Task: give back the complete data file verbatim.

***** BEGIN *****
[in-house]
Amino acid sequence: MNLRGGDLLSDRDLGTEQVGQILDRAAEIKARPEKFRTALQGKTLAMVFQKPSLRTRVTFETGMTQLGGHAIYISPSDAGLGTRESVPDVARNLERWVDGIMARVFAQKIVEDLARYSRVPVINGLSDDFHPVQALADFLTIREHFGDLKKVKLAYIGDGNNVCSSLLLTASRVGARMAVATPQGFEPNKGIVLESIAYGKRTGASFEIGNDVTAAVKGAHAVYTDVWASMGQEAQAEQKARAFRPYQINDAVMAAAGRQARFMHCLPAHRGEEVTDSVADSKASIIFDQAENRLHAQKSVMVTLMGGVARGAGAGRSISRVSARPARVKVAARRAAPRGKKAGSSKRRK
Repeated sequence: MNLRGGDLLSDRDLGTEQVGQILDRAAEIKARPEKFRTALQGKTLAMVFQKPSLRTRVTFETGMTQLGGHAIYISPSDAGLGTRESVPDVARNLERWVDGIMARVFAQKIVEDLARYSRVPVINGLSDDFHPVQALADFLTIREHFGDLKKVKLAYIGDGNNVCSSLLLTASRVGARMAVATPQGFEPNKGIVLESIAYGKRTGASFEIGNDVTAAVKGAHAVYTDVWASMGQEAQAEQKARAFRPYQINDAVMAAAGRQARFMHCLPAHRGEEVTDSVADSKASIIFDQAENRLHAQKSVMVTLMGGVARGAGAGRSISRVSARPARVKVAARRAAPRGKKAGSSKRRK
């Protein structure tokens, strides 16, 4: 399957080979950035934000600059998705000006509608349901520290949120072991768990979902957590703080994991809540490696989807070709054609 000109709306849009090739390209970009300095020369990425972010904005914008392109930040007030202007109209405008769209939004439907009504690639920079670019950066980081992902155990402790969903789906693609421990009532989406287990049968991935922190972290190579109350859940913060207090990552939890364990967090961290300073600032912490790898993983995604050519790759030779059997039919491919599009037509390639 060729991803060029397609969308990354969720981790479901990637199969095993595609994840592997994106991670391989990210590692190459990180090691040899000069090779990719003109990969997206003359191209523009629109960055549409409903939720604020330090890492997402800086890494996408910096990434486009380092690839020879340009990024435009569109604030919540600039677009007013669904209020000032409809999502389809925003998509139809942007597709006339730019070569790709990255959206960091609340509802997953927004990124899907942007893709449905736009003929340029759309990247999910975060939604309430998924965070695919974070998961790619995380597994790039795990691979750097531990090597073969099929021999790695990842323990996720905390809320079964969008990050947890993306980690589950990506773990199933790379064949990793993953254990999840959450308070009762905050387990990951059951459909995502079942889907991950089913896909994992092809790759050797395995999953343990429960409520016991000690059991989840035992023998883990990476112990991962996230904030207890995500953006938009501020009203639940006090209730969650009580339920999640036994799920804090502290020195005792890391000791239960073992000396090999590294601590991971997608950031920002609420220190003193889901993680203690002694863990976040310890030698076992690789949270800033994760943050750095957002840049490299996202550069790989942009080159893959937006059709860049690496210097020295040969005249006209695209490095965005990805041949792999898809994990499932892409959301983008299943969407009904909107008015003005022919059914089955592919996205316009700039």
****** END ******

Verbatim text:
[in-house]
Amino acid sequence: MNLRGGDLLSDRDLGTEQVGQILDRAAEIKARPEKFRTALQGKTLAMVFQKPSLRTRVTFETGMTQLGGHAIYISPSDAGLGTRESVPDVARNLERWVDGIMARVFAQKIVEDLARYSRVPVINGLSDDFHPVQALADFLTIREHFGDLKKVKLAYIGDGNNVCSSLLLTASRVGARMAVATPQGFEPNKGIVLESIAYGKRTGASFEIGNDVTAAVKGAHAVYTDVWASMGQEAQAEQKARAFRPYQINDAVMAAAGRQARFMHCLPAHRGEEVTDSVADSKASIIFDQAENRLHAQKSVMVTLMGGVARGAGAGRSISRVSARPARVKVAARRAAPRGKKAGSSKRRK
Repeated sequence: MNLRGGDLLSDRDLGTEQVGQILDRAAEIKARPEKFRTALQGKTLAMVFQKPSLRTRVTFETGMTQLGGHAIYISPSDAGLGTRESVPDVARNLERWVDGIMARVFAQKIVEDLARYSRVPVINGLSDDFHPVQALADFLTIREHFGDLKKVKLAYIGDGNNVCSSLLLTASRVGARMAVATPQGFEPNKGIVLESIAYGKRTGASFEIGNDVTAAVKGAHAVYTDVWASMGQEAQAEQKARAFRPYQINDAVMAAAGRQARFMHCLPAHRGEEVTDSVADSKASIIFDQAENRLHAQKSVMVTLMGGVARGAGAGRSISRVSARPARVKVAARRAAPRGKKAGSSKRRK
């Protein structure tokens, strides 16, 4: 399957080979950035934000600059998705000006509608349901520290949120072991768990979902957590703080994991809540490696989807070709054609 000109709306849009090739390209970009300095020369990425972010904005914008392109930040007030202007109209405008769209939004439907009504690639920079670019950066980081992902155990402790969903789906693609421990009532989406287990049968991935922190972290190579109350859940913060207090990552939890364990967090961290300073600032912490790898993983995604050519790759030779059997039919491919599009037509390639 060729991803060029397609969308990354969720981790479901990637199969095993595609994840592997994106991670391989990210590692190459990180090691040899000069090779990719003109990969997206003359191209523009629109960055549409409903939720604020330090890492997402800086890494996408910096990434486009380092690839020879340009990024435009569109604030919540600039677009007013669904209020000032409809999502389809925003998509139809942007597709006339730019070569790709990255959206960091609340509802997953927004990124899907942007893709449905736009003929340029759309990247999910975060939604309430998924965070695919974070998961790619995380597994790039795990691979750097531990090597073969099929021999790695990842323990996720905390809320079964969008990050947890993306980690589950990506773990199933790379064949990793993953254990999840959450308070009762905050387990990951059951459909995502079942889907991950089913896909994992092809790759050797395995999953343990429960409520016991000690059991989840035992023998883990990476112990991962996230904030207890995500953006938009501020009203639940006090209730969650009580339920999640036994799920804090502290020195005792890391000791239960073992000396090999590294601590991971997608950031920002609420220190003193889901993680203690002694863990976040310890030698076992690789949270800033994760943050750095957002840049490299996202550069790989942009080159893959937006059709860049690496210097020295040969005249006209695209490095965005990805041949792999898809994990499932892409959301983008299943969407009904909107008015003005022919059914089955592919996205316009700039």